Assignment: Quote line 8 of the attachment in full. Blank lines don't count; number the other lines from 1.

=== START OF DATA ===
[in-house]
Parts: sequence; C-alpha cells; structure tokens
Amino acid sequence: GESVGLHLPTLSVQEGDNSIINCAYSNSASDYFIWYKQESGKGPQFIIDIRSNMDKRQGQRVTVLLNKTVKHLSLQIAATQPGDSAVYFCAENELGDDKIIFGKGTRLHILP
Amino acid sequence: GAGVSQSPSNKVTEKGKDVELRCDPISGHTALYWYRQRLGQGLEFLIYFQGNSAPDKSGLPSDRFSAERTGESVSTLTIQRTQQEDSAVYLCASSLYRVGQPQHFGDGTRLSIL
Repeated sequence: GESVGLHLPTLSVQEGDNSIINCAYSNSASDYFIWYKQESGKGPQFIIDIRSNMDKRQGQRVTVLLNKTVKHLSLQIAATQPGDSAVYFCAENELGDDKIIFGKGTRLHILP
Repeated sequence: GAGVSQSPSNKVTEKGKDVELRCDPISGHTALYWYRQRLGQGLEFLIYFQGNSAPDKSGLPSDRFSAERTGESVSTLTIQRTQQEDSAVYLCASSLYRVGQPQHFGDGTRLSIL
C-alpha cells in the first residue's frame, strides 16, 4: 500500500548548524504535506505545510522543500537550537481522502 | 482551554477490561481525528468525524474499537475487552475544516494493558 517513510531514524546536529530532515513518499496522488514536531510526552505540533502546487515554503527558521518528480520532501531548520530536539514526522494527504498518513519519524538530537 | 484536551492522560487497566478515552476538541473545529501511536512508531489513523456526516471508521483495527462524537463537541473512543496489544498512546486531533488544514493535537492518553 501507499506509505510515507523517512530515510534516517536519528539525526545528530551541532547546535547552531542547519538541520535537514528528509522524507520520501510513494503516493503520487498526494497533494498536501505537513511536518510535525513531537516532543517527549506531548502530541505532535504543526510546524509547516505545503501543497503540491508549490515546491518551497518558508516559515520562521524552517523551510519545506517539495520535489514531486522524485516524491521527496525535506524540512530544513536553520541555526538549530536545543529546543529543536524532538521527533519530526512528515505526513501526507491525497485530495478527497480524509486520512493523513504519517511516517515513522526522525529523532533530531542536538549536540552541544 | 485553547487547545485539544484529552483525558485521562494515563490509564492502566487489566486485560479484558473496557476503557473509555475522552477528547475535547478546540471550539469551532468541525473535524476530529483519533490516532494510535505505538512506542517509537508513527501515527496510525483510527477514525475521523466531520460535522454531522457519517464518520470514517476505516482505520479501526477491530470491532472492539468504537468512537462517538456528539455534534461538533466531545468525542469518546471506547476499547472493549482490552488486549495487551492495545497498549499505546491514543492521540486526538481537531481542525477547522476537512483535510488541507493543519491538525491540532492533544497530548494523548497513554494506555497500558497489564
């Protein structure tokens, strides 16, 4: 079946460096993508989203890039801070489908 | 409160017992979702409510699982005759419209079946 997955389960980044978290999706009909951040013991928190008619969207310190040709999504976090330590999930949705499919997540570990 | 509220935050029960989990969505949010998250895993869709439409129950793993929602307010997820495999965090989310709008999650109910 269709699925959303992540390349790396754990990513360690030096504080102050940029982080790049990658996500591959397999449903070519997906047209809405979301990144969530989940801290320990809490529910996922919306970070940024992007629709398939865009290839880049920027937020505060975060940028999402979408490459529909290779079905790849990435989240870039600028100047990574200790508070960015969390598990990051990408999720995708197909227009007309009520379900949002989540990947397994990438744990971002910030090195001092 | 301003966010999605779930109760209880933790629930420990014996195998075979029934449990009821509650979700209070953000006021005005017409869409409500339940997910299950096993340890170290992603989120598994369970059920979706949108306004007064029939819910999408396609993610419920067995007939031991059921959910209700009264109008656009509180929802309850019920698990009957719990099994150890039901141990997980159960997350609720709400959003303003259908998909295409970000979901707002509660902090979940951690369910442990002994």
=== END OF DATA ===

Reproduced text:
């Protein structure tokens, strides 16, 4: 079946460096993508989203890039801070489908 | 409160017992979702409510699982005759419209079946 997955389960980044978290999706009909951040013991928190008619969207310190040709999504976090330590999930949705499919997540570990 | 509220935050029960989990969505949010998250895993869709439409129950793993929602307010997820495999965090989310709008999650109910 269709699925959303992540390349790396754990990513360690030096504080102050940029982080790049990658996500591959397999449903070519997906047209809405979301990144969530989940801290320990809490529910996922919306970070940024992007629709398939865009290839880049920027937020505060975060940028999402979408490459529909290779079905790849990435989240870039600028100047990574200790508070960015969390598990990051990408999720995708197909227009007309009520379900949002989540990947397994990438744990971002910030090195001092 | 301003966010999605779930109760209880933790629930420990014996195998075979029934449990009821509650979700209070953000006021005005017409869409409500339940997910299950096993340890170290992603989120598994369970059920979706949108306004007064029939819910999408396609993610419920067995007939031991059921959910209700009264109008656009509180929802309850019920698990009957719990099994150890039901141990997980159960997350609720709400959003303003259908998909295409970000979901707002509660902090979940951690369910442990002994």